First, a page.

Small volume liquid samples can be boiled in extreme cases, while black, colored, or dark samples can be damaged. Sample damage as a result of laser energy absorption can be reduced or avoided through sample rotation or by decreasing the laser power density at the sample, but these procedures increase the measurement time and/or add complexity to the process.
With inaccurate measurement configurations, it is possible for sample damage to arise because of improper handling, even though Raman is a non-destructive technology. Additional factors, like the resonance Raman effect, should additionally be considered when selecting a wavelength.
The image below displays sample spectra that shows the varying performance of different excitations. It is important to note that there is a range of materials that can be analyzed with the use of any excitation wavelength with no issues.
The example below demonstrates that the Raman spectrum of toluene can be easily acquired through the use of all three standard excitation lasers.
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The 532 nm laser excitation offers high sensitivity and is most often used for the analysis of carbon nanotubes, where the sample may burn at 785 nm.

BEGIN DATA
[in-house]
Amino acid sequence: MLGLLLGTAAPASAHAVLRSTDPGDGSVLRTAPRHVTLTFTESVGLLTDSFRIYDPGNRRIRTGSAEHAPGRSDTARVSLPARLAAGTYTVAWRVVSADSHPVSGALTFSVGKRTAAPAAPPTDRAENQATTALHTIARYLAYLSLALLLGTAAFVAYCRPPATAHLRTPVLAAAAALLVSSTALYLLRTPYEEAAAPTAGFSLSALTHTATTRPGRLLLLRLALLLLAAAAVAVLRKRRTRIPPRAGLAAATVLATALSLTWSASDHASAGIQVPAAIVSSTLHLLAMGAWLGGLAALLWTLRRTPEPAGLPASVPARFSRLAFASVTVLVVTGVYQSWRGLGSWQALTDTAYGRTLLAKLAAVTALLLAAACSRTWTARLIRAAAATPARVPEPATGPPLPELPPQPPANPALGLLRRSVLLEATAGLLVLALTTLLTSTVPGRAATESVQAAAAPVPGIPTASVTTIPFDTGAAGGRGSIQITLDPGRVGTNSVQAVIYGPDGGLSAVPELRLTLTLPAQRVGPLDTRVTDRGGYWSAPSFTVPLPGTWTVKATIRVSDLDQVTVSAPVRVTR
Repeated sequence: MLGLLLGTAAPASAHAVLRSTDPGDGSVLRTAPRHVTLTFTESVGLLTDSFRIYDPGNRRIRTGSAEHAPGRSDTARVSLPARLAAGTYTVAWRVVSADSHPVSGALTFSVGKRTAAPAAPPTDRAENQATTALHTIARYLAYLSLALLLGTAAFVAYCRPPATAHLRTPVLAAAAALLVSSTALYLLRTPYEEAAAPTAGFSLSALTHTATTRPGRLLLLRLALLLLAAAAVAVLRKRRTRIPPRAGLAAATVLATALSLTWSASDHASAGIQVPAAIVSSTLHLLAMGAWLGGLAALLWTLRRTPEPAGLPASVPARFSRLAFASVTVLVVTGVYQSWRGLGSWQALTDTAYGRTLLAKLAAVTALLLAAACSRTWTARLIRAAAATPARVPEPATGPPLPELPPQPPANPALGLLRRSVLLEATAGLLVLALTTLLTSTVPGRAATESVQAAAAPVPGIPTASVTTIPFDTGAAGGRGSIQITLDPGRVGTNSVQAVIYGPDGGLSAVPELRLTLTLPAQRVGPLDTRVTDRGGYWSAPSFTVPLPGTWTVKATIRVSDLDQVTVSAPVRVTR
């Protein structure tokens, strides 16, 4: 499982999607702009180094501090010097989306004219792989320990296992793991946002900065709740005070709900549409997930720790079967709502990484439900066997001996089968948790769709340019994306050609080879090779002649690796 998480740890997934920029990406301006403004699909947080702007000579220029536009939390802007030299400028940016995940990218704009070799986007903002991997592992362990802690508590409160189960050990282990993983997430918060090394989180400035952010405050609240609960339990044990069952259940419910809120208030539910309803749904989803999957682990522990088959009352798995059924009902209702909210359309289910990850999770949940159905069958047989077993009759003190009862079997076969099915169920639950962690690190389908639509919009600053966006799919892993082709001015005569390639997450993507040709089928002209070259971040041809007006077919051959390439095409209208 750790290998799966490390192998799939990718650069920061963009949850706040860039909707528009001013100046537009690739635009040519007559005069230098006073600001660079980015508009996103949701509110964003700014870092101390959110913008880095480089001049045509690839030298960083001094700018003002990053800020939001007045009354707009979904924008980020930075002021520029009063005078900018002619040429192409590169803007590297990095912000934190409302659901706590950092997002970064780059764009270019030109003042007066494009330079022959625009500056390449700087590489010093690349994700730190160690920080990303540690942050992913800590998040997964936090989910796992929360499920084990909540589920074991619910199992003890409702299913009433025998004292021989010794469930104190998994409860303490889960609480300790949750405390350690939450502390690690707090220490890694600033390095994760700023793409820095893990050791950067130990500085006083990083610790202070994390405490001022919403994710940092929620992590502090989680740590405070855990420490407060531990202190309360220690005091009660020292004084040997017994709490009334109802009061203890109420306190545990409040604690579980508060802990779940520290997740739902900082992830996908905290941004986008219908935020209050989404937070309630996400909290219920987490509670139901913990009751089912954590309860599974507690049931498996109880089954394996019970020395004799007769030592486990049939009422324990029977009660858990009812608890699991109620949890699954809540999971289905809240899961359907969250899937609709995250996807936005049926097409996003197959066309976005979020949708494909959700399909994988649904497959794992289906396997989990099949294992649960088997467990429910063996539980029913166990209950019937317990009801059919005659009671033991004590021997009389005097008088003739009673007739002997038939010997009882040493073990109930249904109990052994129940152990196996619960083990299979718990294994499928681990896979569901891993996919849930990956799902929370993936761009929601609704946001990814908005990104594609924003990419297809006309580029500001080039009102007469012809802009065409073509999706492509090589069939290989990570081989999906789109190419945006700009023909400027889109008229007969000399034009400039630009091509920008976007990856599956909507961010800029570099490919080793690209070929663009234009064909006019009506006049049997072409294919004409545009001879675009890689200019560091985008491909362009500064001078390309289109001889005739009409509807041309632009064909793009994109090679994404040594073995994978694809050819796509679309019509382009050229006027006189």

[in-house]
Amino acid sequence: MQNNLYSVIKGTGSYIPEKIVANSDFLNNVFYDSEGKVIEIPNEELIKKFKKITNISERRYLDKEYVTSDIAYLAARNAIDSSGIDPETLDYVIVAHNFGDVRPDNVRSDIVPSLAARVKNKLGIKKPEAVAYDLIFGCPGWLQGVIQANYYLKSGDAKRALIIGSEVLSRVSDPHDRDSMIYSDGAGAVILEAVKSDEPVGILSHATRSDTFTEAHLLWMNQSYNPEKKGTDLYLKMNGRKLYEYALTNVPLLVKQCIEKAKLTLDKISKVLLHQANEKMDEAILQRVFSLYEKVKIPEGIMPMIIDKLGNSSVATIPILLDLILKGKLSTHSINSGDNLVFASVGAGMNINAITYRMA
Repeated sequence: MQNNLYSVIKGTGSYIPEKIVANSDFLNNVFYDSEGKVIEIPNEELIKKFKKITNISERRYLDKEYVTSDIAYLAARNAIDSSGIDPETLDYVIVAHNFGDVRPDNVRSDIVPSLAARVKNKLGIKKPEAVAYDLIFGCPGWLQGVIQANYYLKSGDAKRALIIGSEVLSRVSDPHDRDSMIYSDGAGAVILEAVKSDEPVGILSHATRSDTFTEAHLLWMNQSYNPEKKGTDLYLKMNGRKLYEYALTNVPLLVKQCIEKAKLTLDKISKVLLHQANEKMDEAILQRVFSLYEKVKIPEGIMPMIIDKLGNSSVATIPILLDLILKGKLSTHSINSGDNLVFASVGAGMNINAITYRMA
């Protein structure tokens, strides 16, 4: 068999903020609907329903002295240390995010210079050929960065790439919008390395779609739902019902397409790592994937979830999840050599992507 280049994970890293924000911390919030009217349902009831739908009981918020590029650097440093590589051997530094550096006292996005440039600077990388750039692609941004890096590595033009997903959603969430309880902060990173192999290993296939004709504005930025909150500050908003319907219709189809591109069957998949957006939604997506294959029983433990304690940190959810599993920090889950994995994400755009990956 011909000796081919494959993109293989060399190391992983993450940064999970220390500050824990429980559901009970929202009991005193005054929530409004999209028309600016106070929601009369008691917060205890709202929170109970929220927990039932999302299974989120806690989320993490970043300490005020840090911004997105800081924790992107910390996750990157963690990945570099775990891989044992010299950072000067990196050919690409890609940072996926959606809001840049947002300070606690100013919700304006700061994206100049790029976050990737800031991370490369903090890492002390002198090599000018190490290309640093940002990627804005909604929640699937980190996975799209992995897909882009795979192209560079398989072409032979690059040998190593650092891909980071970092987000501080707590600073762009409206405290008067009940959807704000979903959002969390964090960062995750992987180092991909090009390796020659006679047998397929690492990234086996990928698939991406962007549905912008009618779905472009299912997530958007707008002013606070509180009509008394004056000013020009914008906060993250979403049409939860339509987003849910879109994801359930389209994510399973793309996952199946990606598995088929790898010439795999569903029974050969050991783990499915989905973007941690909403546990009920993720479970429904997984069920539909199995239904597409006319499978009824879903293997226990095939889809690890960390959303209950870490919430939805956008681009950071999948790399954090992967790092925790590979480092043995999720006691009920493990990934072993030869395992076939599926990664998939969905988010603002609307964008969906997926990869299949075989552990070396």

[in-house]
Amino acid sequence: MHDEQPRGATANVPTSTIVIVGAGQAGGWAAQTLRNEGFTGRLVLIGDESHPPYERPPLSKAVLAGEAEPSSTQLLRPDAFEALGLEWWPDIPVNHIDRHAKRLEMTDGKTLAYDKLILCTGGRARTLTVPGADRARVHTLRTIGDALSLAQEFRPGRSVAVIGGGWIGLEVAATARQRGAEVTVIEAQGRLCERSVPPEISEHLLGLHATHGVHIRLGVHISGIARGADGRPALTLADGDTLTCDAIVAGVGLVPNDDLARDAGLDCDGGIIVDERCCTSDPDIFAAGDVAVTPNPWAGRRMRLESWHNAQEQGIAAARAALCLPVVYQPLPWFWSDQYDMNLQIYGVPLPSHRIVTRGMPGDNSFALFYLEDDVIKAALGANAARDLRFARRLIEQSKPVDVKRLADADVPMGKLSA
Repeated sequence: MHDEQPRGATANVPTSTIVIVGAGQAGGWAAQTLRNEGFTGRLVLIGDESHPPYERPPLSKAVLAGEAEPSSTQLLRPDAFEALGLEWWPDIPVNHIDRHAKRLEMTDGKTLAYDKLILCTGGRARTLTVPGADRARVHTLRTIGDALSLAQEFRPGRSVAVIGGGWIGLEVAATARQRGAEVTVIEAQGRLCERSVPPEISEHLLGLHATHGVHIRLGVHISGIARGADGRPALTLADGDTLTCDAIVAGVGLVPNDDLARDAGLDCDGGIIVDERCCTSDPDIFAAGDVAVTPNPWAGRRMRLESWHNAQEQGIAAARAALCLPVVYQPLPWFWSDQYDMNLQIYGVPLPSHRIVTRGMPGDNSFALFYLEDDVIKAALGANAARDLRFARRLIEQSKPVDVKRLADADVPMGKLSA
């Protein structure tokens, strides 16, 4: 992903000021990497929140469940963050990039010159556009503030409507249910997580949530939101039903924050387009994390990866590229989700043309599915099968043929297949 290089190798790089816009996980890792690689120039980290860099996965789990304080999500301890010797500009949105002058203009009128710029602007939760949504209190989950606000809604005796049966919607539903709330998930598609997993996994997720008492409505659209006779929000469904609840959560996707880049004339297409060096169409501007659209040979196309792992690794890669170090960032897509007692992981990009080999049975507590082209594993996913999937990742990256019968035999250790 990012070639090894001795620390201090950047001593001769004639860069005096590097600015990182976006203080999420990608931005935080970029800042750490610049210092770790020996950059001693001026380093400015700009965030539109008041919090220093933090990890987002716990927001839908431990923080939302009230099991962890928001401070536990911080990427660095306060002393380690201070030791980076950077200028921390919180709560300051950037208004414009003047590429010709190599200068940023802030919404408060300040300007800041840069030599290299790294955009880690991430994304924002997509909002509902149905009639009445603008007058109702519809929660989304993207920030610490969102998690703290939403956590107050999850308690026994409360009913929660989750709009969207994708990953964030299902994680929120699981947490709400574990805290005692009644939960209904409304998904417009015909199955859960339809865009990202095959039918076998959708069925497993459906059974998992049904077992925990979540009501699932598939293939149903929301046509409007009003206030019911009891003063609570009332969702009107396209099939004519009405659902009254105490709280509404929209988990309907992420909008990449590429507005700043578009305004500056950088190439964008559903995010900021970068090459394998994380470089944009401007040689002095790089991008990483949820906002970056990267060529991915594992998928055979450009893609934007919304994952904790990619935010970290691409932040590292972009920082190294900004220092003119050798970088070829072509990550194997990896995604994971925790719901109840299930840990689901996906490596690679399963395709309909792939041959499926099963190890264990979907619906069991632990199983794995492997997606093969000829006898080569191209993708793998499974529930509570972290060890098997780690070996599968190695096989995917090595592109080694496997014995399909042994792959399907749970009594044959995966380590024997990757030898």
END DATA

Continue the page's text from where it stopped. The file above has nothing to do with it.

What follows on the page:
There is the option to decrease the laser power for the higher wavelength, but this will produce a lower SNR. The 532 nm excitation is also suggested for metal oxides or inorganic materials and minerals more generally.
Another advantage of the 532 nm instrument is that it covers the entire range from 65 cm-1 to 4000 cm-1. This may be a crucial consideration for specific applications where there are clear signals in the higher Raman shift region, such as the –NH and –OH functional groups in the range of 2800 and 3700 cm-1.
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The most widespread and popular wavelength used is the 785 nm wavelength excitation because it performs effectively for more than 90% of Raman active materials with reduced fluorescence interference.